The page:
Treasury Secretary Timothy Geithner reassures us that Europe will not go the way of Lehman Brothers and it is the responsibility of countries like Germany to support weaker economies. As for the US, he urged Congress to get on with President Obama’s new stimulus proposal—-or jobs package, if you prefer that way of framing it.  We’re offered the same nostrums as before, just tweaked a bit.

Meanwhile the two massive initiatives of the Obama administration, the healthcare law and the Dodd-Frank Act imposing thousands of pages of financial regulation, are if anything an incubus on economic growth and of no conceivable help if Greece were to default and set off another recession.

Back then these ambitious programs were seen as the triumphant reincarnation of Franklin D. Roosevelt’s New Deal. Now that a different crisis has come along, they look like dodo birds.

Why do such huge missteps happen? Thomas Sowell provided an answer in his study of the interventionist elite mindset — The Vision of the Anointed. Self-Congratulation as a Basis for Social Policy.   Mr. Sowell points out that those who believe in using government action to solve an ever-widening range of complex problems assume the world is a tidy, highly predictable and controllable place. But economic reality tends to be messy and unpredictable, as our current plight shows.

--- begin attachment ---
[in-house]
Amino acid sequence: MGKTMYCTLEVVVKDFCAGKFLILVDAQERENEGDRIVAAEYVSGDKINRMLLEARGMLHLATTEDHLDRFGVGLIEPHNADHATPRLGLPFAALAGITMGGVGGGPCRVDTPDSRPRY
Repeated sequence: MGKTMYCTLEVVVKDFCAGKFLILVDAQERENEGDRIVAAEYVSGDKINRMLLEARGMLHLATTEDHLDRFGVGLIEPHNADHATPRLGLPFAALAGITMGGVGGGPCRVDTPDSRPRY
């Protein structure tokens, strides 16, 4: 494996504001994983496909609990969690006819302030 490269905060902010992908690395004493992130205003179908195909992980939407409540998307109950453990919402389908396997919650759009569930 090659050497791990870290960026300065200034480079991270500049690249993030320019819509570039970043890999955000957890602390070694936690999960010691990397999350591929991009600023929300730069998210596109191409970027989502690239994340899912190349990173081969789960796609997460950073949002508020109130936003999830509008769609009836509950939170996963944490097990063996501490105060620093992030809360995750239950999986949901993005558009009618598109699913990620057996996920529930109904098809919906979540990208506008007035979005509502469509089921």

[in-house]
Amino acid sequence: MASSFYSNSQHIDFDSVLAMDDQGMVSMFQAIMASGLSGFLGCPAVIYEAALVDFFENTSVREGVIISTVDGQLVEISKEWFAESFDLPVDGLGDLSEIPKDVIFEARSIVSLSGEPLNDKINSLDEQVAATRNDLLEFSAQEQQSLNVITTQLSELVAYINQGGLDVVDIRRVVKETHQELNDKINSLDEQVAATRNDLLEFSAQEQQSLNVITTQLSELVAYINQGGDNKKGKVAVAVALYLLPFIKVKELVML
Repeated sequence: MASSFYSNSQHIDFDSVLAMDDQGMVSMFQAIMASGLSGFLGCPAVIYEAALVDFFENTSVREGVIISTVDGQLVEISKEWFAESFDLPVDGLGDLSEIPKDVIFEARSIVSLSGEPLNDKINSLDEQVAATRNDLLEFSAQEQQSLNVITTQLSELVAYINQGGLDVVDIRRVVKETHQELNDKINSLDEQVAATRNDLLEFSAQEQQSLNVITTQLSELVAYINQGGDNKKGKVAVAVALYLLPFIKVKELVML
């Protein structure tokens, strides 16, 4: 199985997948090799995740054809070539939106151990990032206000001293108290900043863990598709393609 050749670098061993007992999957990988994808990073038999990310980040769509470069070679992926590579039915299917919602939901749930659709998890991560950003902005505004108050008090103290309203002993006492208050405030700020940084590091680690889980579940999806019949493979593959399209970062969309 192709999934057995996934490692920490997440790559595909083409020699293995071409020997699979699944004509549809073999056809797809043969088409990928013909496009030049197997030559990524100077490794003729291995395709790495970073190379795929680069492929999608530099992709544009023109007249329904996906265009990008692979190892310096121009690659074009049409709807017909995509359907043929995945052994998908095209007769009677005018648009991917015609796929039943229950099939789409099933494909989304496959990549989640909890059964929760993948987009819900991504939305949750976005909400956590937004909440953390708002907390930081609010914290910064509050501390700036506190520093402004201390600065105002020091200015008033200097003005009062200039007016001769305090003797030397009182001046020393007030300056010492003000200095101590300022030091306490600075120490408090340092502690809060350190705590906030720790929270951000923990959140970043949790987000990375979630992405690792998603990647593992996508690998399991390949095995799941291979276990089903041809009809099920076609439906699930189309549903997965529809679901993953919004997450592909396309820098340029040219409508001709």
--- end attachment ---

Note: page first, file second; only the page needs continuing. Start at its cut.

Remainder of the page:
7 Responses to “Financial Crisis from Lehman to Europe”

  1. Lord Keynes Says:

    “The contagion to Spain, Italy and France was less predictable but facilitated by the common currency. “

    Bingo.
    The Eurozone nations have given up their monetary independence. That is the cause of debt problems on the periphery.

    Those European nations with monetary independence and adequate fiscal policy – Norway, Sweden, the UK – have no sovereign debt crisis.

    And Japan, for example, has a public debt to GDP ratio far greater than Greece, yet there is no sovereign debt crisis in Japan:

    http://en.wikipedia.org/wiki/List_of_sovereign_states_by_public_debt

    “But economic reality tends to be messy and unpredictable, as our current plight shows.”